Video Dropouts- Is it Your Long HDMI Cable?
You’ve made a change. Maybe it was a new display or projector or maybe you finally decided to try out 4k and HDR. Now you have a problem. Your video isn’t working properly. It was fine before, but now you are getting video dropouts – could it be your long HDMI cable? It certainly could be! Let’s discuss!
Video dropouts caused by long HDMI cable runs can take many forms. Most of the time, the cable is older and worked fine in the past. But, as technology has changed, that cable has remained the same. You can sometimes find ways to work around your older HDMI cable, but they don’t always work. On top of that, video dropouts can happen with newer HDMI cables as well!
Video dropouts can be error messages on your screen that will say, “No Signal,” or “Signal Not Supported.” More often, your screen just goes black and you are left wondering. Either way, you may still hear the audio but the video will be missing. This lets you know that the signal is working but something is stopping your display from showing you the image.
HDMI Cable Compatibility
Chances are, your cable is the issue. It is either too long or the wrong type. An older HDMI cable may have worked fine with the older HDMI versions, but won’t be up to snuff with the latest iterations. Video dropouts are your best indication that you need to upgrade your long HDMI cable.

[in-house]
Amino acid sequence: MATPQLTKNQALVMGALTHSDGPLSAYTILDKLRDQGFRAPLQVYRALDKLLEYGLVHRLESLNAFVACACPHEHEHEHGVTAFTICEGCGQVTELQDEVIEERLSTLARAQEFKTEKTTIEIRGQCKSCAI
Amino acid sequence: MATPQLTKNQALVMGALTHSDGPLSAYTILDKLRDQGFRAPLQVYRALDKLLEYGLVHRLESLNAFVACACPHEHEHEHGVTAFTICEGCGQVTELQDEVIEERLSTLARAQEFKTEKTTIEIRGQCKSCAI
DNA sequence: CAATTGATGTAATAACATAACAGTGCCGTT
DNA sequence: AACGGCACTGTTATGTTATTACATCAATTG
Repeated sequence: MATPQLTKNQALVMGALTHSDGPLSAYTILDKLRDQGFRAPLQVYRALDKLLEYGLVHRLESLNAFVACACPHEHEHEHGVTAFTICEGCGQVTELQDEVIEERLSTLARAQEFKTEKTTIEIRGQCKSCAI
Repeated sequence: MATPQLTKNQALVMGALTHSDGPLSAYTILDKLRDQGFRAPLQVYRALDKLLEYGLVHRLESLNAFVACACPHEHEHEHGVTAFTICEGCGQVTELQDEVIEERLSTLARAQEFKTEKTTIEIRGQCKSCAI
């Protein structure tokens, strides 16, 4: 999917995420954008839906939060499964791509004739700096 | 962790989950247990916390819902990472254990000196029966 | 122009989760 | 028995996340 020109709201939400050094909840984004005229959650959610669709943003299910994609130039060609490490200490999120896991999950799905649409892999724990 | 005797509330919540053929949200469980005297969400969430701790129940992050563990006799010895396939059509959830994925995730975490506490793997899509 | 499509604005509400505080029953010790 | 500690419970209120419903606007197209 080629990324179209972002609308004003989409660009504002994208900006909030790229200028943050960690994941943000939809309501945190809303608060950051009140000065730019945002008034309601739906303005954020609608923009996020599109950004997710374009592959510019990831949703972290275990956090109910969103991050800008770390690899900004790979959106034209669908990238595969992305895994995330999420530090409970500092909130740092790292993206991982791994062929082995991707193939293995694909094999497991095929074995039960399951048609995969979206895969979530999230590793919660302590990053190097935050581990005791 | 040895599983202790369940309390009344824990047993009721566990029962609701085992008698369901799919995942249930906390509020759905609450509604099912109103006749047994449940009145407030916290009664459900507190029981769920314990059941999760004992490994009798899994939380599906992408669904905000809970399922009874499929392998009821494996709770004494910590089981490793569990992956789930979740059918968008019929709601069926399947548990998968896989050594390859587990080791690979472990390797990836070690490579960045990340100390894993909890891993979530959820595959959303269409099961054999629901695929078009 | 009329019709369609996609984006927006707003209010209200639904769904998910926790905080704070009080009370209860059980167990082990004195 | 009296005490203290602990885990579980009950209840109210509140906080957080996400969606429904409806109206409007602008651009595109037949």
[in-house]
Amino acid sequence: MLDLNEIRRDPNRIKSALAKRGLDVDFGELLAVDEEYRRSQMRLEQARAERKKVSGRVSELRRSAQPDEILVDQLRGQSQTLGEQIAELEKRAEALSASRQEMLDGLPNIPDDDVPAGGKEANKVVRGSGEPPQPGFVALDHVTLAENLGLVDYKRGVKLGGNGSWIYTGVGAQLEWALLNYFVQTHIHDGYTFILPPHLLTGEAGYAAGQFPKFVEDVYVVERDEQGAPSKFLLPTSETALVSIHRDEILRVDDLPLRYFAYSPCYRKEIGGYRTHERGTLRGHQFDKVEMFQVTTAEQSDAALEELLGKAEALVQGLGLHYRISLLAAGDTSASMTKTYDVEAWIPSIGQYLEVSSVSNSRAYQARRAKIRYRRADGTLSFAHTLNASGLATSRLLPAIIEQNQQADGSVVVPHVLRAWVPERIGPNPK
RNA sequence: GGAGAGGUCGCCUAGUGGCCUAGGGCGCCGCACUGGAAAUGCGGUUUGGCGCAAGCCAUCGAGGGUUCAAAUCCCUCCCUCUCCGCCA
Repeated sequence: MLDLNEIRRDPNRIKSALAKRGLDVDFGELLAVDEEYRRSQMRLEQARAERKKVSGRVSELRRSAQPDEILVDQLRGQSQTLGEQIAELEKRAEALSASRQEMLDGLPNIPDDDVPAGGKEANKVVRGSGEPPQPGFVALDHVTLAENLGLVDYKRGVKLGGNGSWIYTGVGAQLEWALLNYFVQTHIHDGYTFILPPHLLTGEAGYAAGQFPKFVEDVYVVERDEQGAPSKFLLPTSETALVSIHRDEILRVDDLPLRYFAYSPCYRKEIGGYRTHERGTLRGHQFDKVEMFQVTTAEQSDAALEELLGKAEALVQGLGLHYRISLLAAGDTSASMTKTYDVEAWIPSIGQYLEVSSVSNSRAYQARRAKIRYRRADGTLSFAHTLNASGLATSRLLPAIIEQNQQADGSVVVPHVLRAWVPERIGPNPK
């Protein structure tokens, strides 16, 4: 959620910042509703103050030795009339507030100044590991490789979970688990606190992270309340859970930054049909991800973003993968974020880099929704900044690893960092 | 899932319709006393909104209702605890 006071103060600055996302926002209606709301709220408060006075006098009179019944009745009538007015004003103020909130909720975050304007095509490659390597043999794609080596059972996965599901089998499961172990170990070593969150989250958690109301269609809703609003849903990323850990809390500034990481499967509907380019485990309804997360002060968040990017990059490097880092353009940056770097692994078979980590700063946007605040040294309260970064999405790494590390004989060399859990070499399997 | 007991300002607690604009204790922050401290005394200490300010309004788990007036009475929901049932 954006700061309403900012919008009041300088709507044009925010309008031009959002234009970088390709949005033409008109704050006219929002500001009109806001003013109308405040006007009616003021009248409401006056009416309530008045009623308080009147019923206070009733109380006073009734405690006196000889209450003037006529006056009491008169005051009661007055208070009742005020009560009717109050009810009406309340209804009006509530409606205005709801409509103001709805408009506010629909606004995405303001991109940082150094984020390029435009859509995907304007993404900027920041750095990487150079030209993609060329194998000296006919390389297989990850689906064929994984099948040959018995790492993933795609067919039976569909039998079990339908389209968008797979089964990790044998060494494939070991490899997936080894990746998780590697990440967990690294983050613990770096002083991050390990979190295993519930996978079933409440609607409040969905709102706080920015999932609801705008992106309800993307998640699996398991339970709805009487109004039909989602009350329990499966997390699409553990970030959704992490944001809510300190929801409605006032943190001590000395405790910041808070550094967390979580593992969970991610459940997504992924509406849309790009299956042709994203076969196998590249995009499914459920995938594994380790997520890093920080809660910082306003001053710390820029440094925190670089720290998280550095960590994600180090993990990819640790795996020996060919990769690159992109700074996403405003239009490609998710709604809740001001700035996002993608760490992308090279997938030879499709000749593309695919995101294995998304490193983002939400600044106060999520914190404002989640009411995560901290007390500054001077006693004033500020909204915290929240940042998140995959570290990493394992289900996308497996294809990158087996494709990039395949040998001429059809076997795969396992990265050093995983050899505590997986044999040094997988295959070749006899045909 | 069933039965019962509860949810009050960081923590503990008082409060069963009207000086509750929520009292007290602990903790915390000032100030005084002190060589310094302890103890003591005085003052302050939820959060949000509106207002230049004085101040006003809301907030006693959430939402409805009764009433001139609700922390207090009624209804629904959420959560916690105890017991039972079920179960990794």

But what if you bought a new HDMI cable and you are still getting video dropouts? Chances are that the HDMI cable you bought isn’t capable of carrying the bandwidth it claimed. There are certifications for HDMI cables that can help you know if your purchase will work in your setup. But do you blindly trust those certifications?
Test, Test, Test!
Before you start replacing your in-wall HDMI cables, make sure you test them out first. Many cables are labeled with verbiage that sounds an awful lot like the HDMI certifications. But if it doesn’t have the right holographic sticker on it (see above), you can’t trust those claims. Plug everything in and test out your devices before you start running any cables inside your walls.
If you are experiencing video dropouts, the first place we’d suggest you look for the cause is at a long HDMI cable. Even if your cables are shorter, if they are old, they might not be able to support the high bandwidth requirements of 4k/120Hz with HDR. Swap out those HDMI cables for certified ones. If that doesn’t fix the issue, it’s time to look elsewhere in your system.